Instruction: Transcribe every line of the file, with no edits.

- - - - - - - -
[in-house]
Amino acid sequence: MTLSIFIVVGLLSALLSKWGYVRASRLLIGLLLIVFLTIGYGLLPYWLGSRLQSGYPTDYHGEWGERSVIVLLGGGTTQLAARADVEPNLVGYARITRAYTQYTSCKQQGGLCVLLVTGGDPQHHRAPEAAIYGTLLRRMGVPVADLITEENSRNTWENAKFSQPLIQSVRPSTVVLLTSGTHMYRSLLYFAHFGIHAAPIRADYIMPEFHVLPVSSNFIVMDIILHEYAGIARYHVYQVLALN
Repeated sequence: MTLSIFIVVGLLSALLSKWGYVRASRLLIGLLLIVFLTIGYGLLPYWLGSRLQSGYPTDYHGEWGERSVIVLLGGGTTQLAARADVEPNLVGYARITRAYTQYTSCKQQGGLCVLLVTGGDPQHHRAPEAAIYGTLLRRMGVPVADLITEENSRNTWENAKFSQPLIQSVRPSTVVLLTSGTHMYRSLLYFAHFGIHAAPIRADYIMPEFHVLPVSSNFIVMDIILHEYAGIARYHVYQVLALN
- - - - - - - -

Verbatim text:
[in-house]
Amino acid sequence: MTLSIFIVVGLLSALLSKWGYVRASRLLIGLLLIVFLTIGYGLLPYWLGSRLQSGYPTDYHGEWGERSVIVLLGGGTTQLAARADVEPNLVGYARITRAYTQYTSCKQQGGLCVLLVTGGDPQHHRAPEAAIYGTLLRRMGVPVADLITEENSRNTWENAKFSQPLIQSVRPSTVVLLTSGTHMYRSLLYFAHFGIHAAPIRADYIMPEFHVLPVSSNFIVMDIILHEYAGIARYHVYQVLALN
Repeated sequence: MTLSIFIVVGLLSALLSKWGYVRASRLLIGLLLIVFLTIGYGLLPYWLGSRLQSGYPTDYHGEWGERSVIVLLGGGTTQLAARADVEPNLVGYARITRAYTQYTSCKQQGGLCVLLVTGGDPQHHRAPEAAIYGTLLRRMGVPVADLITEENSRNTWENAKFSQPLIQSVRPSTVVLLTSGTHMYRSLLYFAHFGIHAAPIRADYIMPEFHVLPVSSNFIVMDIILHEYAGIARYHVYQVLALN